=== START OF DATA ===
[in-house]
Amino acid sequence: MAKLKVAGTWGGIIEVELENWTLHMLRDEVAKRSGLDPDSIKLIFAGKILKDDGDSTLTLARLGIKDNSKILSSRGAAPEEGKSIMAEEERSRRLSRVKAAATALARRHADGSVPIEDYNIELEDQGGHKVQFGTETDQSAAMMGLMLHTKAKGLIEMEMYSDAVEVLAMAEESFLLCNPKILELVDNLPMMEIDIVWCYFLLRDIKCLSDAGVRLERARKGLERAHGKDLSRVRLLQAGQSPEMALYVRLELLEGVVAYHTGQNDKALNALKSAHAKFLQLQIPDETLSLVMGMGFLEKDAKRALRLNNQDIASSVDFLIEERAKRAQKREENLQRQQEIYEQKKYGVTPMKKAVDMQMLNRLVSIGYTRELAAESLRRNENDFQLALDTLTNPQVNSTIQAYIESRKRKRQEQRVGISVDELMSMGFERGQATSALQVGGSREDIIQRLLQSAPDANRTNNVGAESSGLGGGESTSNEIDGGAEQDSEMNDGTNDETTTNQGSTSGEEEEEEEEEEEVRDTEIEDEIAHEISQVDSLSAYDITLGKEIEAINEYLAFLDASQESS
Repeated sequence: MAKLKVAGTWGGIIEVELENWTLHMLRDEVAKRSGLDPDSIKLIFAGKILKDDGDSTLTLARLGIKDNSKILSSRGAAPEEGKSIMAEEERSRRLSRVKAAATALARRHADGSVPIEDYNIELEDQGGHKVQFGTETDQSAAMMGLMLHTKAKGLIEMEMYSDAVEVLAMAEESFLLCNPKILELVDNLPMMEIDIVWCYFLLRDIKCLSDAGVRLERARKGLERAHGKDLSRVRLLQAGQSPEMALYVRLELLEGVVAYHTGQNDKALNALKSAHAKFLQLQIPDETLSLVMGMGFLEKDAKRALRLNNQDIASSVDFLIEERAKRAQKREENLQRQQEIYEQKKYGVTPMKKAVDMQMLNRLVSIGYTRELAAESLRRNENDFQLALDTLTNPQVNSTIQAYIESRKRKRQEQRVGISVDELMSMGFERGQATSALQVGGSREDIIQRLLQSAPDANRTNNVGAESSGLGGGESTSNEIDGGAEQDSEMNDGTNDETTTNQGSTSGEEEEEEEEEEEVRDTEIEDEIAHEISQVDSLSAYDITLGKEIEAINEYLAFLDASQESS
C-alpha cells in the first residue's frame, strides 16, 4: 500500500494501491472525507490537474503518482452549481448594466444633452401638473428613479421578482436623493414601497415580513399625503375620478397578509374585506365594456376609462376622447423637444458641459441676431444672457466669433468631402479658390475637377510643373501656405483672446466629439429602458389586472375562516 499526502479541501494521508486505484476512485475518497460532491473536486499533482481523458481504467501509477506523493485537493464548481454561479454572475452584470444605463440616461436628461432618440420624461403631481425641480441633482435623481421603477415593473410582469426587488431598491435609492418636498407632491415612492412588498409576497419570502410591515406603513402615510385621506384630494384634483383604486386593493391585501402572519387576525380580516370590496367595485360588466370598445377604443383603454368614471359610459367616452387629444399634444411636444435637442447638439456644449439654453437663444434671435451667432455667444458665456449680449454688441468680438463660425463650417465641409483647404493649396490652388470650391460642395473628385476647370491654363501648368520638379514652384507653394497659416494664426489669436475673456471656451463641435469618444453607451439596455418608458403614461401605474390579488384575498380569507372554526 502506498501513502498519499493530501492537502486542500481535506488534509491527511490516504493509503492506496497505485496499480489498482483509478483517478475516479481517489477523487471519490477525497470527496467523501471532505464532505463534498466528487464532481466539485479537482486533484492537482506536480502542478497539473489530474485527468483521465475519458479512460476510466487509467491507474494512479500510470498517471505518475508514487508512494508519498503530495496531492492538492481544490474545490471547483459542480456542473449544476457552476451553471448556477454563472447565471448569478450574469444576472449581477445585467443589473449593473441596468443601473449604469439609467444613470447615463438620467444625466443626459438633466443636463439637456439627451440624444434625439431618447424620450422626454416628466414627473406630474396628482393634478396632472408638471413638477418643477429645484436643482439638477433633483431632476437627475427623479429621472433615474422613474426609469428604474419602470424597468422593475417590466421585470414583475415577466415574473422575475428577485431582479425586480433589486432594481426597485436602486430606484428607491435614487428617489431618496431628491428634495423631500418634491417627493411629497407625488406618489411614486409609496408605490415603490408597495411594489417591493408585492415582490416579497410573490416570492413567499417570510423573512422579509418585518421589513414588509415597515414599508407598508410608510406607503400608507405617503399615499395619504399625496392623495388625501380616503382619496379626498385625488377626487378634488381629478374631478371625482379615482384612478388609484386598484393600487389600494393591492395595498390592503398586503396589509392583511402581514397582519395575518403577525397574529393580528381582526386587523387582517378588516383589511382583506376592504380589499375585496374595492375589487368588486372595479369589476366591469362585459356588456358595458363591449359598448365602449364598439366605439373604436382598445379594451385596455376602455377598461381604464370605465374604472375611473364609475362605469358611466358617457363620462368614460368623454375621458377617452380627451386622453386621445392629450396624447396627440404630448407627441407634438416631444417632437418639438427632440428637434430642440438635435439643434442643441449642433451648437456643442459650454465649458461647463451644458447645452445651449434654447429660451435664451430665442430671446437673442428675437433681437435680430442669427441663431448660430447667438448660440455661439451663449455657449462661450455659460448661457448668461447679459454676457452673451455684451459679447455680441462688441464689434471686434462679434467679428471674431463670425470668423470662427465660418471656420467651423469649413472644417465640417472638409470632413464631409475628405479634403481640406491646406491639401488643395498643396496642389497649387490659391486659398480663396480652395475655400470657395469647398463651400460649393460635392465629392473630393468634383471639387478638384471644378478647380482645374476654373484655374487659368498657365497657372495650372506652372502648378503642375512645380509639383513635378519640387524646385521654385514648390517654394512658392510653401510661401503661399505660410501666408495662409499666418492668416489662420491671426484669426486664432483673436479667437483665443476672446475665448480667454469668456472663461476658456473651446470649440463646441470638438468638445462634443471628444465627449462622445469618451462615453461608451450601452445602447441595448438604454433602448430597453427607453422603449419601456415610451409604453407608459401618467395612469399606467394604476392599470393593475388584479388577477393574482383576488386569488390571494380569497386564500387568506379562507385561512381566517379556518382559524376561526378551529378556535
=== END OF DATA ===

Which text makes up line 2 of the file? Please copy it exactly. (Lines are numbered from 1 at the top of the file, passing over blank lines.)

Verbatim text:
Amino acid sequence: MAKLKVAGTWGGIIEVELENWTLHMLRDEVAKRSGLDPDSIKLIFAGKILKDDGDSTLTLARLGIKDNSKILSSRGAAPEEGKSIMAEEERSRRLSRVKAAATALARRHADGSVPIEDYNIELEDQGGHKVQFGTETDQSAAMMGLMLHTKAKGLIEMEMYSDAVEVLAMAEESFLLCNPKILELVDNLPMMEIDIVWCYFLLRDIKCLSDAGVRLERARKGLERAHGKDLSRVRLLQAGQSPEMALYVRLELLEGVVAYHTGQNDKALNALKSAHAKFLQLQIPDETLSLVMGMGFLEKDAKRALRLNNQDIASSVDFLIEERAKRAQKREENLQRQQEIYEQKKYGVTPMKKAVDMQMLNRLVSIGYTRELAAESLRRNENDFQLALDTLTNPQVNSTIQAYIESRKRKRQEQRVGISVDELMSMGFERGQATSALQVGGSREDIIQRLLQSAPDANRTNNVGAESSGLGGGESTSNEIDGGAEQDSEMNDGTNDETTTNQGSTSGEEEEEEEEEEEVRDTEIEDEIAHEISQVDSLSAYDITLGKEIEAINEYLAFLDASQESS